Leave.EU founder Arron Banks reportedly discussed business opportunities with Russia during and after the Brexit referendum.
Millionaire businessman Banks made donations to UKIP and bankrolled his own Leave.EU campaign, and leaked emails shown to the Sunday Times show that Banks and his communications director Andy Wigmore discussed business deals with Russian officials and met with them several times.
Banks’ book The Bad Boys of Brexit details one meeting with Putin envoy Alexander Yakovenko in September 2015.
But the emails show they met him on a second occasion that year, shortly after they, along with Nigel Farage, met with Donald Trump in New York.
Banks also visited Russia in February 2016 reportedly to discuss a business deal involving Russian goldmines, but Banks claimed visas in his passport prove this trip didn’t happen.
He was introduced to Yakovenko through Alexander Udod, a suspected Russian spy who was removed from the UK after the Skripal poisonings.
On Friday, Banks and Wigmore pulled out of the Culture, Media and Sport committee’s ‘fake news’ investigation, saying the government was unfairly targeting them and colluding with pro-Remain groups.
But MP Damian Green, who’s chairing the investigation, tweeted later that day that the pair had changed their minds.
The hearing is now set to go ahead tomorrow (Tuesday 12 June) as planned.
Labour MP Stephen Kinnock has called for Scotland Yard to launch a criminal investigation in addition to the parliamentary inquiry.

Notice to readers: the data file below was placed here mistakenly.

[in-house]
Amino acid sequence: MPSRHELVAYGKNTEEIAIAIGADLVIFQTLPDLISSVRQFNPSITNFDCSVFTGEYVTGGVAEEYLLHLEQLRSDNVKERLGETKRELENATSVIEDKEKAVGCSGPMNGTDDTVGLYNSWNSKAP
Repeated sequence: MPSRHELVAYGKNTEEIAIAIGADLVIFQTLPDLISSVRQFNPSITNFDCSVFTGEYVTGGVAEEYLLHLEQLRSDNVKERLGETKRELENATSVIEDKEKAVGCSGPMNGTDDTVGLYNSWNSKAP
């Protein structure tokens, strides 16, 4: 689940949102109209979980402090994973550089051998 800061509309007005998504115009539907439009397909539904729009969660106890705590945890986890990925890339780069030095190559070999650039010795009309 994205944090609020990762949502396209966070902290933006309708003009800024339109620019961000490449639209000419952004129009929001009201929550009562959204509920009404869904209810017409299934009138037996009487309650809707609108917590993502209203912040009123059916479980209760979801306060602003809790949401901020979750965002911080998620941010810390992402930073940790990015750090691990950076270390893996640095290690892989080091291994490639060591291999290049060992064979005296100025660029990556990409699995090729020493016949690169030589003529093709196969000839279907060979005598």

“There are a number of issues we want to ask… around emails relating to Arron Banks’ contact with the Russian Embassy and Russian business officials,” Collins told Julia Hartley-Brewer.
“Did he profit from those meetings? Did the money he made fund his campaigns, or was it all kept very separate?
Listen to Damian Collins talk to Julia Hartley-Brewer above
“I think it’s important we ask those questions of him. We also want to ask him about the work Cambridge Analytica did for Leave.EU before the referendum, and also the way Leave.EU used data and creative datasets to target their own messaging during the referendum.”
Leave.EU has already been fined £70,000 for exceeding its spending limit, but that investigation found no evidence of Cambridge Analytica carrying out any work for them.
Collins said that while meeting Russian officials in itself was not against the law, the nature of the meetings was unknown.
“What we want to understand is more about the nature of that contact and the frequency of it. Why was it there was more contact than he previously wanted to disclose? These meetings weren’t included in his book The Bad Boys of Brexit, which details a lot of his life around that time.”